With the rise of technology, the trucking industry has enough to deal with at the moment. So it would be nice to think that the problem of social dumping could be nearing a conclusion. Whether that is the case, however, is up for debate.
Social dumping is a term used to describe competition posed by companies registered in low-wage eastern Europe, where workers are paid lower wages while working in higher-wage western Europe.
In the trucking industry this means drivers from Poland, Slovakia or Romania moving goods across the United Kingdom, France, Germany, the Netherlands, etc. by companies keen to take advantage of cheap labour. From the drivers’ perspective it means living on low wages in countries where the cost of living is much higher.
For years EU regulations have been in place to guarantee the rights of posted workers, designed to protect both the workers themselves and west European countries against these competitors.
The aim of these regulations has always been to create a more ‘social’ Europe with equal rights for all EU workers. The reality, however, has been a controversial bill that’s fallen short of the mark.
These rules have continually raised concerns about social equality against the free movement of workers and services. And truth be told, their effectiveness has been more theoretical than practical.
But as more countries in western Europe – led primarily by France and Germany – unite in their desire to stop social dumping, things have started to change. Albeit slowly…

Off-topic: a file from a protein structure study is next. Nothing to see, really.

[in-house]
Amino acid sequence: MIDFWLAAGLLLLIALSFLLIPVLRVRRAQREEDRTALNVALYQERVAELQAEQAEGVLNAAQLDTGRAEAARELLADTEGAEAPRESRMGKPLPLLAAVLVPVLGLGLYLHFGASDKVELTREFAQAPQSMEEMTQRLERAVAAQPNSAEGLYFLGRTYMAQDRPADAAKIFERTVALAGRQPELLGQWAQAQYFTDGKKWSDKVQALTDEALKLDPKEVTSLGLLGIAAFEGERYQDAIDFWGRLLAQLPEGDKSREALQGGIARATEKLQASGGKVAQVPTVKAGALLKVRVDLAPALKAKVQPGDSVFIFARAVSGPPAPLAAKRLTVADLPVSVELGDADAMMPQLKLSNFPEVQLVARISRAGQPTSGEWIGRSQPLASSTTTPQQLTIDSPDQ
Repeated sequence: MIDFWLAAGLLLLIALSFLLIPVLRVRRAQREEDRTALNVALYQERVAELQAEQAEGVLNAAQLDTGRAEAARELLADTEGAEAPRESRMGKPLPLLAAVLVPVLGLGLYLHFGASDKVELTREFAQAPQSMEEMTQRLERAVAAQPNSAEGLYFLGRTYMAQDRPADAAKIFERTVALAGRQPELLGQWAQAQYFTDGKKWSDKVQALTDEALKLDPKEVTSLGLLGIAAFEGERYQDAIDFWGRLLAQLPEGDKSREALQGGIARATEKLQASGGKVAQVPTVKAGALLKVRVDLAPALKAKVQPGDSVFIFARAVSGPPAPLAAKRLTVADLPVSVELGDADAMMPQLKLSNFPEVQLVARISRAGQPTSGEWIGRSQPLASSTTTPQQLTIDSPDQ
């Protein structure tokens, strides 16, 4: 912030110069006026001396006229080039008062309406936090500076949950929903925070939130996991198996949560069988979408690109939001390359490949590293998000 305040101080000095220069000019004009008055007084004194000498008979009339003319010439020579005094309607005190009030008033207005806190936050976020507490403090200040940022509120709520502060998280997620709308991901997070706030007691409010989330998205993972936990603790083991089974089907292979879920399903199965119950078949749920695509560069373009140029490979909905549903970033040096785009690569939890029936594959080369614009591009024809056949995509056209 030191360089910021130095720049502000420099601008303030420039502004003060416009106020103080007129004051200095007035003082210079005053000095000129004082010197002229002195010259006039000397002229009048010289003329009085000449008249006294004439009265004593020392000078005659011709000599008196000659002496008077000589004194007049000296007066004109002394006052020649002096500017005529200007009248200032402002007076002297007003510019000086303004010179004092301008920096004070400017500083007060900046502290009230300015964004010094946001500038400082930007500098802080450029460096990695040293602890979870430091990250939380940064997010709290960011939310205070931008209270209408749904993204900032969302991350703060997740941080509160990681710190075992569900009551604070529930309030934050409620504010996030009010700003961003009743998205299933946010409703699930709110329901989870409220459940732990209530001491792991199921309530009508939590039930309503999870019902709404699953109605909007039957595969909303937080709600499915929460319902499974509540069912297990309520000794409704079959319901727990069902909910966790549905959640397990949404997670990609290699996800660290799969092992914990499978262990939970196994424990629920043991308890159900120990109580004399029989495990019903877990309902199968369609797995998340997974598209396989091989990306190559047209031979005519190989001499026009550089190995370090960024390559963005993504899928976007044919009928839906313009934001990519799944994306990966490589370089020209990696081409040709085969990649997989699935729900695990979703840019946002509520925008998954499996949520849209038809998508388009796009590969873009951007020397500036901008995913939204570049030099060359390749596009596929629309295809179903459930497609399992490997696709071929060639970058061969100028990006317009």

In May last year, changes to the rules relating to the EU’s Posted Workers Directive were presented by the European Parliament. A year in the making, the new rules meant local labour and minimum wage rules were applicable to truckers after just three days out of their home country.
Undoubtedly a step in the right direction, but with western and eastern member states pitted against one other, fierce debate over the impact on truck drivers and the road haulage industry has continued.
After 18 months of talks, an agreement was reached in October, with MEPs adopting the principle of the same pay for the same work at the same workplace. And after a 12-hour marathon debate, it was agreed that posted workers were allowed to remain for a maximum of 12 months in one place (with the potential for a six month extension in some cases).
It was also agreed that truckers remain exempt from these rules, but the EU wants to take the regulations further. The latest proposal is that posted workers should be entitled to all bonuses, contributions and other benefits under foreign regulations. In cases where the posting exceeds 18 months, drivers would be subject to the foreign labour law in full.
Of course, if these proposed changes were to come into force it would mean a greater strain both financially and in terms of the administrative processes involved.
What’s your view on how we can solve social dumping?